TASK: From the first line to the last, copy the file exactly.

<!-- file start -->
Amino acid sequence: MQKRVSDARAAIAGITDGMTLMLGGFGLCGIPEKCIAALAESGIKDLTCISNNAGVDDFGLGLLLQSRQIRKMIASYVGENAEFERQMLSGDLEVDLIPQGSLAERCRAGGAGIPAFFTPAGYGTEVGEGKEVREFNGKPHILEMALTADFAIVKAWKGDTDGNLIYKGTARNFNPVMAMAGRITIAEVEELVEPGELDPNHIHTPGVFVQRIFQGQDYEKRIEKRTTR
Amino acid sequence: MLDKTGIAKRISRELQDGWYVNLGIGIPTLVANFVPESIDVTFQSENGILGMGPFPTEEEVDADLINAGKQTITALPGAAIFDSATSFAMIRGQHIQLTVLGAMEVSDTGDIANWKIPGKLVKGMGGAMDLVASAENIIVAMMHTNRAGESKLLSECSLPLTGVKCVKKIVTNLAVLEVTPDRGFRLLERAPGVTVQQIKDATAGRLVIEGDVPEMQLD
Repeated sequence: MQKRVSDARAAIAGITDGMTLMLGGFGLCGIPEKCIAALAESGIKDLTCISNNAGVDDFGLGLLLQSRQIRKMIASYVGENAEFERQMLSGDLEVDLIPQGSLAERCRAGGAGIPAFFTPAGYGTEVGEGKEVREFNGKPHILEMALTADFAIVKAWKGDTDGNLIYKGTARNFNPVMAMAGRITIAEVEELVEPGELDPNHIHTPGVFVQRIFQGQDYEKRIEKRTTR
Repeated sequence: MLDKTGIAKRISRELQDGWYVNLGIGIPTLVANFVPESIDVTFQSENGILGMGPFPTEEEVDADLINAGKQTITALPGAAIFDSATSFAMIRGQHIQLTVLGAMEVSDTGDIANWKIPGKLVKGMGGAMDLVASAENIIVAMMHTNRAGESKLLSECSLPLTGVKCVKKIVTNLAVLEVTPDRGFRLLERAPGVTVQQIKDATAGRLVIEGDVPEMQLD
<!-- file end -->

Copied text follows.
Amino acid sequence: MQKRVSDARAAIAGITDGMTLMLGGFGLCGIPEKCIAALAESGIKDLTCISNNAGVDDFGLGLLLQSRQIRKMIASYVGENAEFERQMLSGDLEVDLIPQGSLAERCRAGGAGIPAFFTPAGYGTEVGEGKEVREFNGKPHILEMALTADFAIVKAWKGDTDGNLIYKGTARNFNPVMAMAGRITIAEVEELVEPGELDPNHIHTPGVFVQRIFQGQDYEKRIEKRTTR
Amino acid sequence: MLDKTGIAKRISRELQDGWYVNLGIGIPTLVANFVPESIDVTFQSENGILGMGPFPTEEEVDADLINAGKQTITALPGAAIFDSATSFAMIRGQHIQLTVLGAMEVSDTGDIANWKIPGKLVKGMGGAMDLVASAENIIVAMMHTNRAGESKLLSECSLPLTGVKCVKKIVTNLAVLEVTPDRGFRLLERAPGVTVQQIKDATAGRLVIEGDVPEMQLD
Repeated sequence: MQKRVSDARAAIAGITDGMTLMLGGFGLCGIPEKCIAALAESGIKDLTCISNNAGVDDFGLGLLLQSRQIRKMIASYVGENAEFERQMLSGDLEVDLIPQGSLAERCRAGGAGIPAFFTPAGYGTEVGEGKEVREFNGKPHILEMALTADFAIVKAWKGDTDGNLIYKGTARNFNPVMAMAGRITIAEVEELVEPGELDPNHIHTPGVFVQRIFQGQDYEKRIEKRTTR
Repeated sequence: MLDKTGIAKRISRELQDGWYVNLGIGIPTLVANFVPESIDVTFQSENGILGMGPFPTEEEVDADLINAGKQTITALPGAAIFDSATSFAMIRGQHIQLTVLGAMEVSDTGDIANWKIPGKLVKGMGGAMDLVASAENIIVAMMHTNRAGESKLLSECSLPLTGVKCVKKIVTNLAVLEVTPDRGFRLLERAPGVTVQQIKDATAGRLVIEGDVPEMQLD